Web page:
Pumpkin and the Dog’s Bollocks

Suppose there’s a planet called Dog’s Bollocks and the aliens on Dog’s Bollocks have been using something called pumpkin for all their energy needs. But pumpkin has several problems. One: it’s running out. There’s a limited supply of it and eventually there’ll be none left. Two: it produces pollution which when inhaled can cause asthma in young aliens and reduces the lifespan of all aliens. Three: Continued use of it is increasing the temperature of Dog’s Bollocks. As the temperature increases they need to use more of it to maintain a comfortable temperature which only increases the temperature even more in a self-reinforcing cycle. Four: It’s unpleasant to smell.

Some of the aliens on Dog’s Bollocks think it’s a good idea to find an alternative to pumpkin and they have made a number of suggestions for a solution like investing in R&D to find alternatives, offering incentives for investment in alternatives, subsidising alternatives, disincentivizing pumpkin by adding taxes and other policies designed to discourage use, exploring options to reduce the demand for pumpkin, and even addressing some of the problems directly like capturing the bad smells and locking them away.

Most of the aliens on Dog’s Bollocks agree that some kind of combination of solutions is required. However there’s a very small and vocal community who vociferously object. They don’t want anyone to stop using pumpkin or to find alternatives. They say Dog’s Bollocks has been using pumpkin for hundreds of years and has become wealthy as a direct result and therefore they should continue using it for as long as possible. They object to all suggestions for research and investment in alternative options. They sound pretty irrational, don’t they? Irrational is exactly what I was thinking when I saw the Australian treasurer, Scott Morrison, worshipping a lump of coal in parliament last week.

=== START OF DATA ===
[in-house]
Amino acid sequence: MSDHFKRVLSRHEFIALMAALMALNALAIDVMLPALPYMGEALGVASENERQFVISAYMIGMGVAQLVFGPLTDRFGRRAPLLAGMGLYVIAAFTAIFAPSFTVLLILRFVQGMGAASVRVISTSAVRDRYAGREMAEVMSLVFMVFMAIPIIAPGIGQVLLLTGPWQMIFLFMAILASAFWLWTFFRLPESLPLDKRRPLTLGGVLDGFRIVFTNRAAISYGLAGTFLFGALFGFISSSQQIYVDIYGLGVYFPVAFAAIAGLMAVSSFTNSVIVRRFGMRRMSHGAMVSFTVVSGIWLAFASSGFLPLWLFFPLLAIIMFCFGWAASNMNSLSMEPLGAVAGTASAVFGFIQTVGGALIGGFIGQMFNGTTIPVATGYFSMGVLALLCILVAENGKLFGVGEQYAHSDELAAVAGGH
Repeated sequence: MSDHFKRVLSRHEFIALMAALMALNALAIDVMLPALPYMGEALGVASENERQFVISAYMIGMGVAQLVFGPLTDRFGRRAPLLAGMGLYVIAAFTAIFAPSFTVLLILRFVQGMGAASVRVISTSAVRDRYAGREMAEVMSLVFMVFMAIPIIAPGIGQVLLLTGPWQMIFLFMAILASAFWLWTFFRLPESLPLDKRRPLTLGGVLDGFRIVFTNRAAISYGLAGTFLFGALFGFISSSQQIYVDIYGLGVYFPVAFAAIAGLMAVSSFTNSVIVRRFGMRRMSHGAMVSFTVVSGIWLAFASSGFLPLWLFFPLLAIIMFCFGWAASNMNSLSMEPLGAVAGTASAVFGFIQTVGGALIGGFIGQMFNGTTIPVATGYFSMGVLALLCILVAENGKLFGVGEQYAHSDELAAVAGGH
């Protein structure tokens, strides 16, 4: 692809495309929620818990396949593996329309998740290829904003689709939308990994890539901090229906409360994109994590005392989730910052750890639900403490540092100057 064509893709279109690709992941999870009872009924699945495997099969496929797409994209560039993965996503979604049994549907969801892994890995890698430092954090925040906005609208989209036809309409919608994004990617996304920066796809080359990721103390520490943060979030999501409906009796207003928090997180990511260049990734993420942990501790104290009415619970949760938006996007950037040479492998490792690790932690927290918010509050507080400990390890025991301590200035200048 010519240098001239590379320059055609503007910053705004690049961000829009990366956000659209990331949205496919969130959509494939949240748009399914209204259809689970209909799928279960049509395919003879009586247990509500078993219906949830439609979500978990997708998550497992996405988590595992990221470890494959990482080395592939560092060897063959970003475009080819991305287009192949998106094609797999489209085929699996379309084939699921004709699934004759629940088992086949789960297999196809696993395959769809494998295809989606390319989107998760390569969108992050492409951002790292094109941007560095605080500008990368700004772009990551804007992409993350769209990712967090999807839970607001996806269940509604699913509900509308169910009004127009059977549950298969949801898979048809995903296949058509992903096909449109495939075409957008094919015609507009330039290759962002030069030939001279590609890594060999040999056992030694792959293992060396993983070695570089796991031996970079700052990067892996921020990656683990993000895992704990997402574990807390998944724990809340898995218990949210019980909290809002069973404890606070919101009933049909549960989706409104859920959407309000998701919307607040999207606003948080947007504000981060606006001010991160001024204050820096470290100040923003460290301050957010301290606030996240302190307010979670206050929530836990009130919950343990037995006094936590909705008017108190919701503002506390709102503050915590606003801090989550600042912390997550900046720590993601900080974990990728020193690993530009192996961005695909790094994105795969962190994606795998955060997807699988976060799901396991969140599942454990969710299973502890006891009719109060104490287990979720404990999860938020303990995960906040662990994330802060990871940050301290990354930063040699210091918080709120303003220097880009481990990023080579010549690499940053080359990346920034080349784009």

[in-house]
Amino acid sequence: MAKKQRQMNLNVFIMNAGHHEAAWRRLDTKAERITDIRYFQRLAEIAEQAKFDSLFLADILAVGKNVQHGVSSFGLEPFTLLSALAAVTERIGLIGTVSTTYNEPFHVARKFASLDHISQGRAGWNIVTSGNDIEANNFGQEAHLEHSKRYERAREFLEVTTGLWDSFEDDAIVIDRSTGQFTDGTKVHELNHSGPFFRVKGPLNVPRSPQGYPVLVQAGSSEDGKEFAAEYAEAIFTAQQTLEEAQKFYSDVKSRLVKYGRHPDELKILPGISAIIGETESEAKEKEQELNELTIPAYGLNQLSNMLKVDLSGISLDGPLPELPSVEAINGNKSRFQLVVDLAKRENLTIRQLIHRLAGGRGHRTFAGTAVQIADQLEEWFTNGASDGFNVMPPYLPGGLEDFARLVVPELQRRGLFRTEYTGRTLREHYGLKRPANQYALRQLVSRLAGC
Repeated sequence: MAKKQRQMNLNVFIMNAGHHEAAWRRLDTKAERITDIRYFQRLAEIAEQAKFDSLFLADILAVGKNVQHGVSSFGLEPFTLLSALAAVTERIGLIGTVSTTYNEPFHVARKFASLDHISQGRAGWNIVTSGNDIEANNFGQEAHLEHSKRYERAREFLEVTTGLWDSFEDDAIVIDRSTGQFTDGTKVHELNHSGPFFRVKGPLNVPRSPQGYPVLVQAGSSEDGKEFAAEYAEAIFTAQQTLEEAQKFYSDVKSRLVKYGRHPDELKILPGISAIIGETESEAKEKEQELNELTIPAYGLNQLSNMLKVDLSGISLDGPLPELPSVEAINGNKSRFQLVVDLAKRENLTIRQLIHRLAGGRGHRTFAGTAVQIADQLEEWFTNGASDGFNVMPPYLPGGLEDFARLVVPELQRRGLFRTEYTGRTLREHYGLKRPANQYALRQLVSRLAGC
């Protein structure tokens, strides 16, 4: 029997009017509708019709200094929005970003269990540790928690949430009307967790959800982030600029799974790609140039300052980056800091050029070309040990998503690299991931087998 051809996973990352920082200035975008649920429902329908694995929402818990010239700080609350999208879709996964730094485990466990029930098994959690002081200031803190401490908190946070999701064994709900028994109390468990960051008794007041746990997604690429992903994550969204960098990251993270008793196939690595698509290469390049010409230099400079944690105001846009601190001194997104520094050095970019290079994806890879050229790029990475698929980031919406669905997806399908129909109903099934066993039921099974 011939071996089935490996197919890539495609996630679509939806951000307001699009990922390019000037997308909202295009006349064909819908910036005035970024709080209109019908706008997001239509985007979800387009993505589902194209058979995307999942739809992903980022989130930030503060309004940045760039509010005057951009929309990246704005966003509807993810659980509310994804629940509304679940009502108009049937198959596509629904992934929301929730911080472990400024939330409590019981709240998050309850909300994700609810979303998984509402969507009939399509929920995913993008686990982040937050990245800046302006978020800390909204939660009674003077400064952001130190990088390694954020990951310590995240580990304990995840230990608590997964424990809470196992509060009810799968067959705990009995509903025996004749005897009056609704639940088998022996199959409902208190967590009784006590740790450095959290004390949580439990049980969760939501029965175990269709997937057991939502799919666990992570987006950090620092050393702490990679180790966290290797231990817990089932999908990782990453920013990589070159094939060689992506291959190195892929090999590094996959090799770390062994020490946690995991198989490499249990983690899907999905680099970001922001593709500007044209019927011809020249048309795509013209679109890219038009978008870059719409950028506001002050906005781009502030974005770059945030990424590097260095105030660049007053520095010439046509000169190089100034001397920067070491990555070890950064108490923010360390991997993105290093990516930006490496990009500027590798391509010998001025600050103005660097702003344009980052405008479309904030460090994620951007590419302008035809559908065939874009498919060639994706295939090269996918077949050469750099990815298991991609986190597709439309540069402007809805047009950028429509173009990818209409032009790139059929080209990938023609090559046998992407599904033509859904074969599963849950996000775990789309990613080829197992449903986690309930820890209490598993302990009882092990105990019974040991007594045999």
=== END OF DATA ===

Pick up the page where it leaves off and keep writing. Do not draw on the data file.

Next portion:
Australia was already hot – that’s why I choose not to live there – but each year it gets hotter and hotter. You would think the people in charge would want to do something about that but their very unimaginative solution is to burn more coal which will only exacerbate the problem. To be fair, it must be frightening for people whose livelihoods depend on coal – they will be afraid of losing their jobs and we should have compassion for those people and help them to find alternative employment. But this is only an argument in favour of diversification. It’s not an argument to do nothing. If you find yourself working for a pharmaceutical company whose only product turns out to be carcinogenic that would be unlucky. But employment is not a valid reason to keep the product on the market. The pharmaceutical company should have diversified. Likewise, Australia should have started investing in alternative energy sources decades ago. But it’s not too late – they now need to invest heavily in alternatives, provide large subsidies for alternatives, put a tax on fossil fuels, remove all subsidies for fossil fuels, offer incentives for lifestyle changes like reducing car use and meat consumption, and lots more. They need to do as much as they possibly can because there’s no one solution to this problem. But sitting around and pretending it’s not a problem is not a good solution.